Prof. Arthur Gutierrez-Hartmann
Arthur Gutierrez-Hartmann completed his MD degree at the University of Texas Southwestern Medical School (UTSW) in 1975. From 1971-1977, he also pursued graduate studies purifying yeast mitochondrial citrate synthase in Dr. Ron Butow’s lab at UTSW.
Arthur completed Internal Medicine residency training at Stanford University Hospital (1977-1980), and then pursued a Molecular Endocrinology training fellowship with Dr. John Baxter at UCSF (1980-83). Dr. Chip Ridgway recruited Arthur to the University of Colorado HSC in 1985, where Arthur was a founding member of the MST Program (1985), the Molecular Biology Graduate Program (1986), the Cancer Center (1987), and the Physician-Scientist Training Program (2011).
Arthur has served on the Advisory Committee of the NIH Director, Task Force on the Future of the Biomedical Workforce, Council of the American Cancer Society (ACS) and NIGMS, and he serves on multiple editorial boards. Arthur has been selected for many awards and visiting professorships, including: an A. P. Giannini/Bank of America Fellowship (1980-1982); a PEW Scholar Award in the Biomedical Sciences (1986-1990); elected to the American Society of Clinical Investigation (1992) and Association of American Physicians (2012); the 2002 SACNAS Distinguished Scientist of the Year Award; the 2008 AACR Jane Coffin Wright – Minority in Cancer Research Award; the 2009 Endocrine Society’s Distinguished Educator Award; and the inaugural ASBMB 2010 Ruth Kirchstein Diversity in Science Award.
The main focus of my laboratory is to determine the role of Ras/MAPK signaling and ETS transcription factors in epithelial cell development and tumorigenesis, with a focus on pituitary, mammary and GI model systems. With regards to the pituitary project, over the past 30 years, we have studied how the combinatorial action of ETS factors, acting in concert with the POU-homeodomain transcription factor, Pit-1, serve to regulate the lactotrope-specific basal and Ras-regulated expression of the prolactin gene. Utilizing biochemical, structural, molecular and transgenic approaches, we have discovered that ETS factors play a critical role in specifying lactotrope cell identity in pituitary ontogeny.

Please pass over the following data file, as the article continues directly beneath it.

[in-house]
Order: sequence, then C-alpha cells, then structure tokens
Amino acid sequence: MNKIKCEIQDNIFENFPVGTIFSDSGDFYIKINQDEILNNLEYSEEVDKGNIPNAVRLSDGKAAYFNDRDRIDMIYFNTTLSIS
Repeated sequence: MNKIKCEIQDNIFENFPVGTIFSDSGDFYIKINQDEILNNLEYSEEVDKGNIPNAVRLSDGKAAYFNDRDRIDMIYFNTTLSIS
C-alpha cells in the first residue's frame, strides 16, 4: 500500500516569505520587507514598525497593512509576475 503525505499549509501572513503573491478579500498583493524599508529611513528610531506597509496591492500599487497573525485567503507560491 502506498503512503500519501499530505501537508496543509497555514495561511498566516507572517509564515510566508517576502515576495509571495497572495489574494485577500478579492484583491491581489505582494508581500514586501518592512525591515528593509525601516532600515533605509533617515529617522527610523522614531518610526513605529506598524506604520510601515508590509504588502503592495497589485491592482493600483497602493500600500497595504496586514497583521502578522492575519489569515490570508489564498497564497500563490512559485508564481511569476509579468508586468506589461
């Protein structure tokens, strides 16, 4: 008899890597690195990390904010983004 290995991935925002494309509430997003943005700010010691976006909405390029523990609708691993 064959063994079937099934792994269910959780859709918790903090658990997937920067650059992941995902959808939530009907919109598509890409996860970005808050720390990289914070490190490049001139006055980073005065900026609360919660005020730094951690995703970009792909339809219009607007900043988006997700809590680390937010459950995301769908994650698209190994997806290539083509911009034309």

Currently, we are focusing on the roles of PI3K and menin in regulating lactotrope proliferation. We began studying breast cancer in 2002, using in vitro and in vivo approaches to elucidate the role of the epithelial-specific ETS transcription factor, ESE-1, in human mammary epithelial cell tumorigenesis. With DOD Breast Cancer grant support, we discovered a novel nongenomic, cytoplasmic mechanism by which ESE-1 initiates transformation in immortalized, but nontransformed MCF-12A human mammary epithelial cells. Focusing on established luminal, HER2+ and triple-negative breast cancer cell lines, we find that they gain ESE-1 expression in the nucleus, and we have demonstrated that ESE-1 is required in breast cancer cells to maintain the transformed state by using shRNA knockdown. Importantly, we’ve generated highly-specific mAbs targeting ESE-1, which work well in multiple assays (WB, IF, ICC, IHC, IP, and ChIP).
We’ve used these MAbs in collaborative IHC studies of breast cancer specimens (Ann Thor and Susan Edgerton), and found that increased ESE-1 levels correlate with poor clinical outcomes. Currently, we’re working with Dr. Mark Borden, in Mechanical Engineering at CU-Boulder, to use ultrasound-mediated delivery of siRNA-loaded microparticles to target ESE-1 as a means to treat breast cancer. In the GI project, we have used transgenic approaches to show that ETS factors are critical for enterocyte differentiation and, surprisingly, that ETS factors function as tumor suppressors, rather than tumor promoters, in this system.
See complete list of published work in MyBibliography: